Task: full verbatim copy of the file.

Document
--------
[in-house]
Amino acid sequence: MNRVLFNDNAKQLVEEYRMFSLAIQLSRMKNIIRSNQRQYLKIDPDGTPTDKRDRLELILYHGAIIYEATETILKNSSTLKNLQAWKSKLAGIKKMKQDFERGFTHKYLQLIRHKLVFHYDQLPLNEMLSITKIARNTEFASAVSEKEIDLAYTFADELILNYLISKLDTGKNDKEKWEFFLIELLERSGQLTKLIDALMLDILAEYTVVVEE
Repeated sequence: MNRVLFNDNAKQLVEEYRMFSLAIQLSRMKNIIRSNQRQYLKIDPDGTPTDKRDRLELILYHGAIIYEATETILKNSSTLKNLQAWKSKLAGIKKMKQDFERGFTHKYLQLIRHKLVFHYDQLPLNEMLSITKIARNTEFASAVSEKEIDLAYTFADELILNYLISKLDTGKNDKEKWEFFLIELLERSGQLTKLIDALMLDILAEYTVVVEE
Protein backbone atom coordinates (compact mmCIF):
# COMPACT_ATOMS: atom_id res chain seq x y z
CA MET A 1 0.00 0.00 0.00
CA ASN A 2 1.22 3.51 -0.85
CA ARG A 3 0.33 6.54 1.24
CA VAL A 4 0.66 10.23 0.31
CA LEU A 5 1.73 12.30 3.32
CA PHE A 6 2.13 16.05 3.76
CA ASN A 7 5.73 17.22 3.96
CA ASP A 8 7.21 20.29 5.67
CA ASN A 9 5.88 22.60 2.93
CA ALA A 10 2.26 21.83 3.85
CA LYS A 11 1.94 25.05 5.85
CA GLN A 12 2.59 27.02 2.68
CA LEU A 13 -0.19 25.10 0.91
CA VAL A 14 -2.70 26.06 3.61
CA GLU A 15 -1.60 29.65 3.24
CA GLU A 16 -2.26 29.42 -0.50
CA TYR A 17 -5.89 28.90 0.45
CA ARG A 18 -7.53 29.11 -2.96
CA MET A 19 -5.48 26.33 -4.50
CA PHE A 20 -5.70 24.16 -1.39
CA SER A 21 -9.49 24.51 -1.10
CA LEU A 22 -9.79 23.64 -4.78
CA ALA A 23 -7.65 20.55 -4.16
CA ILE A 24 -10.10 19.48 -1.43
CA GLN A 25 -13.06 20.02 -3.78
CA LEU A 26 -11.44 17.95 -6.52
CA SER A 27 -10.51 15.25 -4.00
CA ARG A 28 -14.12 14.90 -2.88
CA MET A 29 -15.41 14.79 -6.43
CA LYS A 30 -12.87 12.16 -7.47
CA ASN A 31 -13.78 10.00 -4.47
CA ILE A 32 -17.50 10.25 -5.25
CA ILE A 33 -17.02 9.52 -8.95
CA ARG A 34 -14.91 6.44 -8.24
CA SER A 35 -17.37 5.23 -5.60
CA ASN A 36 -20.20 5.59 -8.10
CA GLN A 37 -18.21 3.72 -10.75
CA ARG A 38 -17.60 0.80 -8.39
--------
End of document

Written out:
[in-house]
Amino acid sequence: MNRVLFNDNAKQLVEEYRMFSLAIQLSRMKNIIRSNQRQYLKIDPDGTPTDKRDRLELILYHGAIIYEATETILKNSSTLKNLQAWKSKLAGIKKMKQDFERGFTHKYLQLIRHKLVFHYDQLPLNEMLSITKIARNTEFASAVSEKEIDLAYTFADELILNYLISKLDTGKNDKEKWEFFLIELLERSGQLTKLIDALMLDILAEYTVVVEE
Repeated sequence: MNRVLFNDNAKQLVEEYRMFSLAIQLSRMKNIIRSNQRQYLKIDPDGTPTDKRDRLELILYHGAIIYEATETILKNSSTLKNLQAWKSKLAGIKKMKQDFERGFTHKYLQLIRHKLVFHYDQLPLNEMLSITKIARNTEFASAVSEKEIDLAYTFADELILNYLISKLDTGKNDKEKWEFFLIELLERSGQLTKLIDALMLDILAEYTVVVEE
Protein backbone atom coordinates (compact mmCIF):
# COMPACT_ATOMS: atom_id res chain seq x y z
CA MET A 1 0.00 0.00 0.00
CA ASN A 2 1.22 3.51 -0.85
CA ARG A 3 0.33 6.54 1.24
CA VAL A 4 0.66 10.23 0.31
CA LEU A 5 1.73 12.30 3.32
CA PHE A 6 2.13 16.05 3.76
CA ASN A 7 5.73 17.22 3.96
CA ASP A 8 7.21 20.29 5.67
CA ASN A 9 5.88 22.60 2.93
CA ALA A 10 2.26 21.83 3.85
CA LYS A 11 1.94 25.05 5.85
CA GLN A 12 2.59 27.02 2.68
CA LEU A 13 -0.19 25.10 0.91
CA VAL A 14 -2.70 26.06 3.61
CA GLU A 15 -1.60 29.65 3.24
CA GLU A 16 -2.26 29.42 -0.50
CA TYR A 17 -5.89 28.90 0.45
CA ARG A 18 -7.53 29.11 -2.96
CA MET A 19 -5.48 26.33 -4.50
CA PHE A 20 -5.70 24.16 -1.39
CA SER A 21 -9.49 24.51 -1.10
CA LEU A 22 -9.79 23.64 -4.78
CA ALA A 23 -7.65 20.55 -4.16
CA ILE A 24 -10.10 19.48 -1.43
CA GLN A 25 -13.06 20.02 -3.78
CA LEU A 26 -11.44 17.95 -6.52
CA SER A 27 -10.51 15.25 -4.00
CA ARG A 28 -14.12 14.90 -2.88
CA MET A 29 -15.41 14.79 -6.43
CA LYS A 30 -12.87 12.16 -7.47
CA ASN A 31 -13.78 10.00 -4.47
CA ILE A 32 -17.50 10.25 -5.25
CA ILE A 33 -17.02 9.52 -8.95
CA ARG A 34 -14.91 6.44 -8.24
CA SER A 35 -17.37 5.23 -5.60
CA ASN A 36 -20.20 5.59 -8.10
CA GLN A 37 -18.21 3.72 -10.75
CA ARG A 38 -17.60 0.80 -8.39